David Sloane Stanley

David Sloane Stanley was born in the Ohio hamlet of Cedar Valley on June 1, 1828. He was a direct descendant of one Thomas Stanley who came to Massachusetts from England in 1634. Intending to be a doctor, he was apprenticed to study medicine, but in 1848 he received an appointment to the Military Academy. He was graduated in 1852 and posted to the cavalry. All his antebellum service was on the Indian frontier and in 1861 he was stationed at Fort Washita in what is now Oklahoma. Spurning a Confederate commission which was offered to him, he led his men back to Fort Leavenworth, Kansas, and took part in the Missouri campaign of that summer, including the battle of Wilson's Creek, where he was employed in guarding the Federal trains. On September 28, 1861, he was appointed a brigadier general of volunteers, but was out of action with a broken leg during the winter. The following March, Stanley commanded a division of the Army of the Mississippi at New Madrid and Island No. 10, in the tortuous advance upon Corinth after Shiloh, and at the battles of Iuka and Corinth. From November, 1862, to September, 1863, he was chief of cavalry of W. S. Rosecrans' Army of the Cumberland and was engaged at Murfreesboro and in the Tullahoma campaign which maneuvered Braxton Bragg out of Tennessee, but he was on sick leave during the Chickamauga campaign. Meantime he was advanced to major general to rank from November 29, 1862. Upon his return he commanded first a division and then the IV Corps near Chattanooga and in the Atlanta campaign, and he was privately blamed by W. T. Sherman for permitting William J. Hardee to escape annihilation at Jonesboro. His corps was then detached, along with John M. Schofield's XXIII Corps, to oppose John B. Hood in Tennessee. Stanley was wounded at the battle of Franklin and remained in camp near Nashville until the end of the war. He was brevetted major general, U. S. Army, in 1865 and on July 28, 1866, was commissioned colonel of the 22nd Infantry and returned to the Indian frontier. He served throughout the West in the postbellum years and was advanced to the grade of brigadier general, U. S. Army, on March 24, 1884, upon the retirement of General R. S. Mackenzie. He then commanded the Department of Texas until he was retired for age in 1892. From 1893 until 1898 he was governor of the Soldiers' Home in Washington; he died in this city on March 13, 1902, and was buried in the home's cemetery.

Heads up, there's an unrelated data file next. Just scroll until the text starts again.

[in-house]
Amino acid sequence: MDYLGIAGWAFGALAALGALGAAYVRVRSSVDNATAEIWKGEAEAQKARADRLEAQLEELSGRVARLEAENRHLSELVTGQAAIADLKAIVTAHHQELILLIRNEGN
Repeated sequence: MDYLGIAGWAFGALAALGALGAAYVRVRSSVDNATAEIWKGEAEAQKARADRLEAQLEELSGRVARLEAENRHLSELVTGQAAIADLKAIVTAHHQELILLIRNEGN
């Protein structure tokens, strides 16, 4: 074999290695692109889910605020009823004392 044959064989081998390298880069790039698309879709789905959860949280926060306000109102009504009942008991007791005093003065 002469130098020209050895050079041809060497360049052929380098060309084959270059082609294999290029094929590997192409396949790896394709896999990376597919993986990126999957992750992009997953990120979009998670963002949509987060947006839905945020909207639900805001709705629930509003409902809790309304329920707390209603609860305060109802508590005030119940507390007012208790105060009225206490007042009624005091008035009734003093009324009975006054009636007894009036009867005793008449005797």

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Reference: Generals in Blue. Lives of the Union Commanders by Ezra J. Warner. Louisiana State University Press. Baton Rouge.